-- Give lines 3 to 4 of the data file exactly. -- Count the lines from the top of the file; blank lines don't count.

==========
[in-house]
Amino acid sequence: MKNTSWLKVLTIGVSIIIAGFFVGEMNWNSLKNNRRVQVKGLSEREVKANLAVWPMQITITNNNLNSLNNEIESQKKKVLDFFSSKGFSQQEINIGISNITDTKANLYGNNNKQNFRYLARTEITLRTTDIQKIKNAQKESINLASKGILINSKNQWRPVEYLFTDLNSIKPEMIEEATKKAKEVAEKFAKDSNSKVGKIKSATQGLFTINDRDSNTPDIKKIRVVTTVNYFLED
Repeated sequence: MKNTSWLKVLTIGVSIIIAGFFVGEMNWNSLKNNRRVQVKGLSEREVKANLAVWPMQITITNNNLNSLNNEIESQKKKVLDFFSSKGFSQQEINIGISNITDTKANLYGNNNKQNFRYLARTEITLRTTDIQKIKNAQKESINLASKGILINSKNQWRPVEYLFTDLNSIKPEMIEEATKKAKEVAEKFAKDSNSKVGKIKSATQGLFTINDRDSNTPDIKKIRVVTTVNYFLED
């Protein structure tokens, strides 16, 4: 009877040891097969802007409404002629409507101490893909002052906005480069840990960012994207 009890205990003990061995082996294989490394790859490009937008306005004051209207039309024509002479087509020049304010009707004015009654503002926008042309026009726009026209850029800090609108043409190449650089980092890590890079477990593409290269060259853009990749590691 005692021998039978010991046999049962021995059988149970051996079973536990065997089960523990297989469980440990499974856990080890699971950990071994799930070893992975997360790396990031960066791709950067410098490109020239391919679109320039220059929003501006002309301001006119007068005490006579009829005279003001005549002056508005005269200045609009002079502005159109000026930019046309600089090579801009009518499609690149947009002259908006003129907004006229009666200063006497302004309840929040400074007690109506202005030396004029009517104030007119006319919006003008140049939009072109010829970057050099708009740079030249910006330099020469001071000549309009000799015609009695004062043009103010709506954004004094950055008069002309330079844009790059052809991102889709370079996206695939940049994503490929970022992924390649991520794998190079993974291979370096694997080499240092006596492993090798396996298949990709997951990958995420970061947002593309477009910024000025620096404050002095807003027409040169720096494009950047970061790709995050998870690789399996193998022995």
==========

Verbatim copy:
Repeated sequence: MKNTSWLKVLTIGVSIIIAGFFVGEMNWNSLKNNRRVQVKGLSEREVKANLAVWPMQITITNNNLNSLNNEIESQKKKVLDFFSSKGFSQQEINIGISNITDTKANLYGNNNKQNFRYLARTEITLRTTDIQKIKNAQKESINLASKGILINSKNQWRPVEYLFTDLNSIKPEMIEEATKKAKEVAEKFAKDSNSKVGKIKSATQGLFTINDRDSNTPDIKKIRVVTTVNYFLED
């Protein structure tokens, strides 16, 4: 009877040891097969802007409404002629409507101490893909002052906005480069840990960012994207 009890205990003990061995082996294989490394790859490009937008306005004051209207039309024509002479087509020049304010009707004015009654503002926008042309026009726009026209850029800090609108043409190449650089980092890590890079477990593409290269060259853009990749590691 005692021998039978010991046999049962021995059988149970051996079973536990065997089960523990297989469980440990499974856990080890699971950990071994799930070893992975997360790396990031960066791709950067410098490109020239391919679109320039220059929003501006002309301001006119007068005490006579009829005279003001005549002056508005005269200045609009002079502005159109000026930019046309600089090579801009009518499609690149947009002259908006003129907004006229009666200063006497302004309840929040400074007690109506202005030396004029009517104030007119006319919006003008140049939009072109010829970057050099708009740079030249910006330099020469001071000549309009000799015609009695004062043009103010709506954004004094950055008069002309330079844009790059052809991102889709370079996206695939940049994503490929970022992924390649991520794998190079993974291979370096694997080499240092006596492993090798396996298949990709997951990958995420970061947002593309477009910024000025620096404050002095807003027409040169720096494009950047970061790709995050998870690789399996193998022995």